300,000 women will be birthing with me. Relax, breathe and do nothing else. Labour is hard work, it hurts and you can do it.

We have a secret in our culture, and it is not that birth is painful, it is that women are strong. – Laura Stavoe Harm

I am surrounded by love and support.

My baby will be born at exactly the right time.

Live every day, enjoy each moment of pregnancy, for it won’t last long.

Every day my baby grows more ready to be born.

My body knows how to grow and birth the perfect baby.

Every day my body is preparing for birth.

Use this time wisely.

“When are you due?”

It’s pretty much the first question from everyone who finds out that you’re pregnant. I think on a rational level, the vast majority of people know that you can’t really predict when babies will be born, but I suspect the majority still believe that the Estimated Due Date (EDD) is scientific and accurate at least some of the time. The truth is though, it’s an arbitrary date determined by outdated pseudo science, a best guess, based on the probable misunderstandings of ancient theories.

The theory goes that pregnancy lasts for 40 weeks (9 months + 1 week) from the first day of a woman’s last menstrual period (LMP). Where did this idea come from? It’s called Naagele’s Rule, named after German obstetrician Franz Karl Naegele (1778–1851), who devised the formula. I don’t believe that Naegele plucked this idea out of thin air, it is likely that he read Aristotle’s theory that pregnancy lasts for about 10 lunar months, and Naegele assumed that a lunar month was 28 days.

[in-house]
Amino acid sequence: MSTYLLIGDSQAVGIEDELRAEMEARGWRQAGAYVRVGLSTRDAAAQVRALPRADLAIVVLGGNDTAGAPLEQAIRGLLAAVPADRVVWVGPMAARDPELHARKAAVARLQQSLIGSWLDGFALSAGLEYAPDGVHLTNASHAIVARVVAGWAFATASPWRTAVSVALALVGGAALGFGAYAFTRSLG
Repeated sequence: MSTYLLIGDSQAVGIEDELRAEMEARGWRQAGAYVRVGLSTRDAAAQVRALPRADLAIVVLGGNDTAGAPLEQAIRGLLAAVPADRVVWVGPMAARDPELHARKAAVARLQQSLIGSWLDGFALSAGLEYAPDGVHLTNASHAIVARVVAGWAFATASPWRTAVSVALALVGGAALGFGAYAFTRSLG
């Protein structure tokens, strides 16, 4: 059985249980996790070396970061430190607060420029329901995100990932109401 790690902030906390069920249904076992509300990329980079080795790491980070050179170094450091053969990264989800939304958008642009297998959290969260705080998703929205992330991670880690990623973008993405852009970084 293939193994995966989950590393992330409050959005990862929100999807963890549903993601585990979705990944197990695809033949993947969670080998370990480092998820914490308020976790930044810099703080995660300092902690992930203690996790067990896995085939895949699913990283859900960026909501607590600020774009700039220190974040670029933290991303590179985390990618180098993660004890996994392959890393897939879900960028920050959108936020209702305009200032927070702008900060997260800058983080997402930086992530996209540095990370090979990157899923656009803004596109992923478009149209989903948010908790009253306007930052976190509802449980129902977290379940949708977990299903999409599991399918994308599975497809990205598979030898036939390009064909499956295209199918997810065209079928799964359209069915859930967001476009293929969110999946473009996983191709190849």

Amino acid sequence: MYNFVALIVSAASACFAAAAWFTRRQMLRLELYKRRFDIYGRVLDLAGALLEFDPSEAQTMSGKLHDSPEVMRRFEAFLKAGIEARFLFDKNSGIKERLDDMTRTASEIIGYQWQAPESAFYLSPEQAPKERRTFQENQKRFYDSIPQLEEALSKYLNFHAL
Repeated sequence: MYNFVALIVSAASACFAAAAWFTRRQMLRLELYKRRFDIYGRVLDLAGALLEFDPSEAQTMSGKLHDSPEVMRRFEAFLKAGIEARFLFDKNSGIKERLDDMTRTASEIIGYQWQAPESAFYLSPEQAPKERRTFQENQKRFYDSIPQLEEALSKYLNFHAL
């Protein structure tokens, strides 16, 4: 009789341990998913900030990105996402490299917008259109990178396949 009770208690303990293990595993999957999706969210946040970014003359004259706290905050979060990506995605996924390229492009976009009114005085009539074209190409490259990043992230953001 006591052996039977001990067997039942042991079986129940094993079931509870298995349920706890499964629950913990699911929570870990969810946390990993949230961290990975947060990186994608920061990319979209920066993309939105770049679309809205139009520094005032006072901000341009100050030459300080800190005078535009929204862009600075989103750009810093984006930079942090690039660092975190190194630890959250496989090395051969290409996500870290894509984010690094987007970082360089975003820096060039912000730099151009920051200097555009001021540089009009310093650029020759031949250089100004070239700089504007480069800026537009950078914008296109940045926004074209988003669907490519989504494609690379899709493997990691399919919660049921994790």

Aristotle, however, was what I call a “well rounded wise man”. He was a philosopher, mathematician, scientist and sociologist. With his education in physics, it is extremely likely that he knew that a lunar month is not in fact 28 days, but nearly 29.5 days, making 10 lunar months 295 days, NOT 280, over 42 weeks, NOT 40. What a difference to pregnancy length that makes. What Aristotle actually wrote was:

pregnancy may be of 7 months’ duration or of 8 months or of 9 and still
more commonly of 10 (lunar) months, whilst some women go even into the
eleventh month. 

http://www.ncbi.nlm.nih.gov/pmc/articles/PMC1341914/pdf/bmjcred00258-0017.pdf

Naegele’s Rule also assumes that all women have exactly 28 day cycles and that they ovulate on cycle day 14. Obviously, this is not true. There is great variation in both cycle length and ovulation timing. There is a suggested alternative formula, Parikh’s Formula, which is a date calculated by adding 9 months to a woman’s LMP, then adding the length of her average cycle, then subtracting 21 days. For example, a woman with 35 day cycles whose last period began on 1st January would do the following calculation:

1st January + 9 months = 1st October

1st October + 35 days = 4th November

4th November – 21 days = 14th October

This EDD is approximately one week later than EDD calculated by Naegele’s Rule.

A small study in 1990 by Mittendorf et al. found that the parity of the woman was a factor in the length of her pregnancy. First time mums had an average pregnancy of 41 weeks and 1 day (41+1), second and subsequent babies arrived at an average of 40+3. Some studies have also found racial variations in pregnancy length.